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Italy: an itinerary for the crowd-shy

Coral Gables Gazette, October 20, 1999

I have recently returned from traveling in Northern Italy, and I've observed two things. Firstly, cultural tourism is widely participated in, and is making somebody (really, a lot of somebodies) quite rich. It would be great if we could round up our nation's leaders and drop them off in the line to get into the Uffizi Galleries in Florence, a two- or three-hour wait at peak times. Even if the art was lost on them, they would have the opportunity to multiply the 18,000-lire admission fee (about $10) by the seemingly undiminishing 300-person line, and then maybe they would stop trying to kill the National Endowment for the Arts for spurious budgetary reasons.

But secondly, I noticed that you need to travel only slightly off the beaten path to completely evade your fellow cultural tourists and view art, masterpieces, in fact, almost by yourself. I've heard a theory that the throngs pressing their way in to the Florence Academia to lay their eyes on Michelangelo's David finally see it as a monument, not a work of art. To them, the David is merely the Florentine Grand Canyon: beautiful, old, and really big. It's a disingenuous view, but it starts to make sense after you see the endless procession of people having their picture taken in front of the darned thing.

Here, then, is a recently-tested Italian itinerary, tailor-made for the genuine art lover. It emphasizes the skipped-over gems and minimizes the feeling that you're touring through some kind of highbrow, foreign Disney World.

Florence: Bypass the crowds outside the Uffizi, cross the Ponte Vecchio (literally, old bridge, which spans the Arno and is the only over-water bridge which has people living on it in permanent structures) and stroll down a few blocks to the Palazzo Pitti. Here the Pinacoteca holds several Raphael portraits, a Caravaggio, some Rubens, a Botticelli, and a remarkable number of other Renaissance and Baroque masters.

Pisa: the famed, accursed bell-tower is part of a larger cathedral complex, and the other structures are just as interesting. Breeze by the Americans chanting a chorus of Wow, it's really leaning and go to the Cemetery, which has been decorated with an eponymous work by an artist known only as the Master of the Triumph of Death. This fresco covered four walls of a fifty-foot long hall before the Allies bombed it. But about sixty percent of it has been restored, including a depiction of various 14th-Century types experiencing the onset of the Black Death, a Last Judgment, and a horrendous scene of souls being tortured and devoured in hell. It's a heartbreaking rendering of actual and psychological life during the Plague, and may be one of the scariest paintings in Western art. Pisa also has a beautiful, sparsely attended National Museum with a collection of late Medieval and early Renaissance work, including a Ghirlandaio and a lovely egg tempera of the Virgin Mary by Benozzo Gozzoli, who was sort of a lesser but competent Botticelli.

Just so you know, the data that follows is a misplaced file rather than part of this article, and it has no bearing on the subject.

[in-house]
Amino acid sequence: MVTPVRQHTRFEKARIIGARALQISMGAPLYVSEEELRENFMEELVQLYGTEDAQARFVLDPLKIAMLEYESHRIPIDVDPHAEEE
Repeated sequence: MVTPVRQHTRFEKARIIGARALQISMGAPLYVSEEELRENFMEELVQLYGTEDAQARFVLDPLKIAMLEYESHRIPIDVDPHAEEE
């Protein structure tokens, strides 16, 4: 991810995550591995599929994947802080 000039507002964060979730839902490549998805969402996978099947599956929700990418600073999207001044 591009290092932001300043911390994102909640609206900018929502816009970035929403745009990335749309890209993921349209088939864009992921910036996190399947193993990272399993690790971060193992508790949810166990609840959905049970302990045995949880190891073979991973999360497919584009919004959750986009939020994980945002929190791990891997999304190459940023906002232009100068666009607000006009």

Bologna: You would think that one of the true heirs of Cezanne's painterly investigations and one of the strongest painters of the 20th Century would be renowned, but the Morandi Museum seems to be unknown even to the Bolognese. Giorgio Morandi's life and work are commemorated here; the collection is an embarrassment of riches, and includes his private art collection (he owned a few Rembrandt etchings) and a reconstruction of his studio/bedroom where he lived and worked.

Venice: Not far from the pigeon- and tourist-ridden Piazza San Marco is the Church of San Zaccaria, which houses an enormous work by Giovanni Bellini. A Mary and Child flanked by saints is set in an architectural fantasy that would be a masterpiece by itself. The figures are painted with extraordinary sensitivity, and it's not too much to say that every great quality of pre-modern large-scale oil painting was put to effective use in this one work.

Arezzo: The town where Life is Beautiful took place has a church with an unmarked fragment of a Piero della Francesca fresco. The lone female figure is a vision of order, staring into eternity with consummate dignity. The house which belonged to Giorgio Vasari, author of the interesting if somewhat fact-averse Lives of the Artists and a great painter in his own right, has been preserved, and the rooms he decorated according to his humanist philosophy are on view to the public for free.

Rome: far from the cattle-drive of tourists into the Vatican Museums is the Galleria Doria Pamphili. Here admission buys a nifty, self-guided audio tour through a collection which includes the famous portrait of Pope Innocent X by Velásquez and two Caravaggio's, one of which is a Penitent Magdalen painted with such colossal skill that you can almost feel her falling teardrop on your own cheek. It's a painting that would compensate the endurance of any crowd, and there is none.

Word count: 814

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